NEW YORK — The elbow in his right arm stays sore, but that didn’t prevent Kobe Bryant from putting it in danger. He’s 34 years old in his 17th season, but that didn’t stop Bryant from turning back the clock. Bryant played in an away arena at the Barclays Center, but that didn’t inhibit the crowd from sounding what he called “electric” over his theatrics.
Bryant scanned the court as the shot clock wound down. Brooklyn’s Gerald Wallace guarded him tightly. But as Bryant always does, he saw an opening. So he charged into the lane. Bryant jumped up in the air. Even with Wallace and Kris Humphries trying to block him, Bryant still surpassed them both.
He slammed the ball in, igniting the Nets crowd that cheered for him and sparking his Lakers teammates that needed him. The play represented a key run that led to the Lakers’ 92-83 victory Tuesday over the Brooklyn Nets at Barclays Center. The play also became the top topic discussed afterwards.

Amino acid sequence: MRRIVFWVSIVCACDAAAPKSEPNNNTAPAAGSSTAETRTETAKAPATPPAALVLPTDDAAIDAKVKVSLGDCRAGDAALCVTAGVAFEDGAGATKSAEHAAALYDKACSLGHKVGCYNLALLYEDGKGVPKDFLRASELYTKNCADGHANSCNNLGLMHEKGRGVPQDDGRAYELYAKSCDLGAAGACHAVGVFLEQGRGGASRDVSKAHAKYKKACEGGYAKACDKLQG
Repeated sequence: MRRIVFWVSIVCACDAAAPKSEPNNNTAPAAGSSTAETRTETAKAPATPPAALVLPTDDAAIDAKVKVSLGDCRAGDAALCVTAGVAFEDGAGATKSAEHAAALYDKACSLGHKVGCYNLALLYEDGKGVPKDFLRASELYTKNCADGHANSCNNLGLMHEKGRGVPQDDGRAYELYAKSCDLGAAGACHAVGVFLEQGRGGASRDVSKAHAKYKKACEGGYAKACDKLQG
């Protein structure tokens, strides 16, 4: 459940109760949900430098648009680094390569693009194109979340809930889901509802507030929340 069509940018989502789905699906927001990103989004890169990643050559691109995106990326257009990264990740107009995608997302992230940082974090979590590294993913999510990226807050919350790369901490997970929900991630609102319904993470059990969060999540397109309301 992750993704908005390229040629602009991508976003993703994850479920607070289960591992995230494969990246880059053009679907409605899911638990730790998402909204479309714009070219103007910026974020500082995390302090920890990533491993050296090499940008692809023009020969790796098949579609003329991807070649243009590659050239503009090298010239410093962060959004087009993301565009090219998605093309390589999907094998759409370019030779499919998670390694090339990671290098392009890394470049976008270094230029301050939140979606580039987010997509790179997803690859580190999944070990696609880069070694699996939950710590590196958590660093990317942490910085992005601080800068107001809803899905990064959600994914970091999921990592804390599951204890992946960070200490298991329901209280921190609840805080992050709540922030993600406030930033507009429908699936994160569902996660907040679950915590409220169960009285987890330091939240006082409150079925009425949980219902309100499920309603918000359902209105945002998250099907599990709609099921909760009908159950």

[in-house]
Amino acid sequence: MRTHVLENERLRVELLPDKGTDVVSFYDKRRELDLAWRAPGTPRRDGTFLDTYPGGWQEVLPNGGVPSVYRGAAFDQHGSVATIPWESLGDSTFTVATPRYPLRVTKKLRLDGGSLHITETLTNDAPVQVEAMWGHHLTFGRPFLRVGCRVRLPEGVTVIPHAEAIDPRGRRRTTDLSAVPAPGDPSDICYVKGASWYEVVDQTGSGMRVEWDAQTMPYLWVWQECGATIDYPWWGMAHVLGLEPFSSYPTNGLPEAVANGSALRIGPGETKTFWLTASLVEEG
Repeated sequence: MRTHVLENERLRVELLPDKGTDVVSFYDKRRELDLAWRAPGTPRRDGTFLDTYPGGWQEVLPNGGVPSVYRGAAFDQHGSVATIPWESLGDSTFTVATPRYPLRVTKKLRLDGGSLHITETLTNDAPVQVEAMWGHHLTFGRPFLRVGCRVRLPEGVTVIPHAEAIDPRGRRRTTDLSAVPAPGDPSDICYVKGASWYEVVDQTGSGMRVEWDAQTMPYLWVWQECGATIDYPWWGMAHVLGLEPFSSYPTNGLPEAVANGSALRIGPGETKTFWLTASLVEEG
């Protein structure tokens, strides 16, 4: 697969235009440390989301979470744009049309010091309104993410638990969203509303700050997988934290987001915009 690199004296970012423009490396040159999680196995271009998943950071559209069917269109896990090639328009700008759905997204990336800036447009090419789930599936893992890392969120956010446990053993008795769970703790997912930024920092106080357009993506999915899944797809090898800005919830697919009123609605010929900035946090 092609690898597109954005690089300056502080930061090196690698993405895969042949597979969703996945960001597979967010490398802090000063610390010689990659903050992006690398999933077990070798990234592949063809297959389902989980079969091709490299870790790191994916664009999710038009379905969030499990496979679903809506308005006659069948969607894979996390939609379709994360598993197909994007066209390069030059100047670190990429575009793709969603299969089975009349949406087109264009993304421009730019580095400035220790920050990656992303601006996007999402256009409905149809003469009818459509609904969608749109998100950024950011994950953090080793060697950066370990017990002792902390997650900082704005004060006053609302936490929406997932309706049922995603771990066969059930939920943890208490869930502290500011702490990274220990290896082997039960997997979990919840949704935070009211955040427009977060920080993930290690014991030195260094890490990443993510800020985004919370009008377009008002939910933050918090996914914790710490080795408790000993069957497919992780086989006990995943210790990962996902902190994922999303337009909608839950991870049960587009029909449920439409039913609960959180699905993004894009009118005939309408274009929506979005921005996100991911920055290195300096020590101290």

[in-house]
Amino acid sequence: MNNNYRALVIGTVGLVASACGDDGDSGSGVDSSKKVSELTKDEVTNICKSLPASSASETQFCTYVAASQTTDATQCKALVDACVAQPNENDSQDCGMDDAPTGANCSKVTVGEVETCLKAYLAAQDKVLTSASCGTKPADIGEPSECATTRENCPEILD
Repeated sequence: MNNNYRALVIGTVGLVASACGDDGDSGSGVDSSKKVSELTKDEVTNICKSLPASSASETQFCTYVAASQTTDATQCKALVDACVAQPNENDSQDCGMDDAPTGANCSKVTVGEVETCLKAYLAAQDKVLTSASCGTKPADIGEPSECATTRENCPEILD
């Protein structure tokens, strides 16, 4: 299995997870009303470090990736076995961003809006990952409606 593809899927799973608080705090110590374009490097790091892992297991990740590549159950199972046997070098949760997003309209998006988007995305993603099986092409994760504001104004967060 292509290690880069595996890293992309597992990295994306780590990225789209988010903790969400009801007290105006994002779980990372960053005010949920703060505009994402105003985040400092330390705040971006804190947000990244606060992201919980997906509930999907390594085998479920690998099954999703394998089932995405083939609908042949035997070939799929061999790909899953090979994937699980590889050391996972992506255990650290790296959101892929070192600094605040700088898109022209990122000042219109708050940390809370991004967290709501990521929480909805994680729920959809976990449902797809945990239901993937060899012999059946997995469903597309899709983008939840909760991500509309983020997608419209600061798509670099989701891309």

“I was pretty shocked the lane was so wide open,” Bryant said. “I think that everybody’s been drinking the “Kobe Pass” Kool-Aid so everybody has stayed on the perimeter with the shooters. It was like the parting of the Red Sea. I felt like Moses.”
Either way, it still seemed liberating.
Bryant’s dunk helped the Lakers move on past the anguish surrounding Pau Gasol leaving the game with 3:51 remaining because of his strained plantar fasciitis in his right foot. The play also sparked the Lakers to go on a 12-3 run to close the game.
“It pumped us man,” Lakers forward Earl Clark said. “As old as he is, he’s still there dunking on people. It was great.”
Bryant’s dunk also answered whether the elbow tendinitis in his right elbow will significantly hurt his play. He may have scored 21 points on only 9 of 24 shooting. But it didn’t temper his aggressiveness even if the dunk made his elbow hurt afterwards.
“After a play like that, you can’t grab your arm,” Bryant said. “That messes up the swag of the moment. You have to suck it up for a while.”
On a night that the Lakers are hobbled without Dwight Howard (shoulder) and Gasol (right foot), Bryant proved just that.
“That dunk was pretty awesome,” Lakers coach Mike D’Antoni said. “I don’t know how hurt he is. I’m sure he’s pretty banged up.A lot of guys are. He’ll play through it. He’ll get his rhythm.”
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